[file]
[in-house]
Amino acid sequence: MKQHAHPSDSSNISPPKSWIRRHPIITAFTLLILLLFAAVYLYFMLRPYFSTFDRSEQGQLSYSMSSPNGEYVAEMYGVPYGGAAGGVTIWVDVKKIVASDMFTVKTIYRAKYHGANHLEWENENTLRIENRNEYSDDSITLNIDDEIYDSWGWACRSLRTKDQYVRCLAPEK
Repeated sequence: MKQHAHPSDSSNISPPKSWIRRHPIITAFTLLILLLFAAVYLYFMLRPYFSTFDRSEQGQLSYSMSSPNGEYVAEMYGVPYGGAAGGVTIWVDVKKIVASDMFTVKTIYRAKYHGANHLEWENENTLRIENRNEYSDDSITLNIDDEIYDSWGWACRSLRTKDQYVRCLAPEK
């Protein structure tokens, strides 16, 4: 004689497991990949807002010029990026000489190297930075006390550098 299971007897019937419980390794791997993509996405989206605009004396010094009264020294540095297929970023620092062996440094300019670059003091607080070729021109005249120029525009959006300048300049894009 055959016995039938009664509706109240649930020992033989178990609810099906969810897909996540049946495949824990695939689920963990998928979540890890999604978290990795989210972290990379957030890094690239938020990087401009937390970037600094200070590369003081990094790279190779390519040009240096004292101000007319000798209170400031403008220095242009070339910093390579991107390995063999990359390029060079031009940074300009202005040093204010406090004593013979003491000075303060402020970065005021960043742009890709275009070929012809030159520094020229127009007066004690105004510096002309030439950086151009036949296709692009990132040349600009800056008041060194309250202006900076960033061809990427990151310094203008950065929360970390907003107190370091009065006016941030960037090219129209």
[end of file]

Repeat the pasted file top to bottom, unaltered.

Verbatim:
[in-house]
Amino acid sequence: MKQHAHPSDSSNISPPKSWIRRHPIITAFTLLILLLFAAVYLYFMLRPYFSTFDRSEQGQLSYSMSSPNGEYVAEMYGVPYGGAAGGVTIWVDVKKIVASDMFTVKTIYRAKYHGANHLEWENENTLRIENRNEYSDDSITLNIDDEIYDSWGWACRSLRTKDQYVRCLAPEK
Repeated sequence: MKQHAHPSDSSNISPPKSWIRRHPIITAFTLLILLLFAAVYLYFMLRPYFSTFDRSEQGQLSYSMSSPNGEYVAEMYGVPYGGAAGGVTIWVDVKKIVASDMFTVKTIYRAKYHGANHLEWENENTLRIENRNEYSDDSITLNIDDEIYDSWGWACRSLRTKDQYVRCLAPEK
């Protein structure tokens, strides 16, 4: 004689497991990949807002010029990026000489190297930075006390550098 299971007897019937419980390794791997993509996405989206605009004396010094009264020294540095297929970023620092062996440094300019670059003091607080070729021109005249120029525009959006300048300049894009 055959016995039938009664509706109240649930020992033989178990609810099906969810897909996540049946495949824990695939689920963990998928979540890890999604978290990795989210972290990379957030890094690239938020990087401009937390970037600094200070590369003081990094790279190779390519040009240096004292101000007319000798209170400031403008220095242009070339910093390579991107390995063999990359390029060079031009940074300009202005040093204010406090004593013979003491000075303060402020970065005021960043742009890709275009070929012809030159520094020229127009007066004690105004510096002309030439950086151009036949296709692009990132040349600009800056008041060194309250202006900076960033061809990427990151310094203008950065929360970390907003107190370091009065006016941030960037090219129209």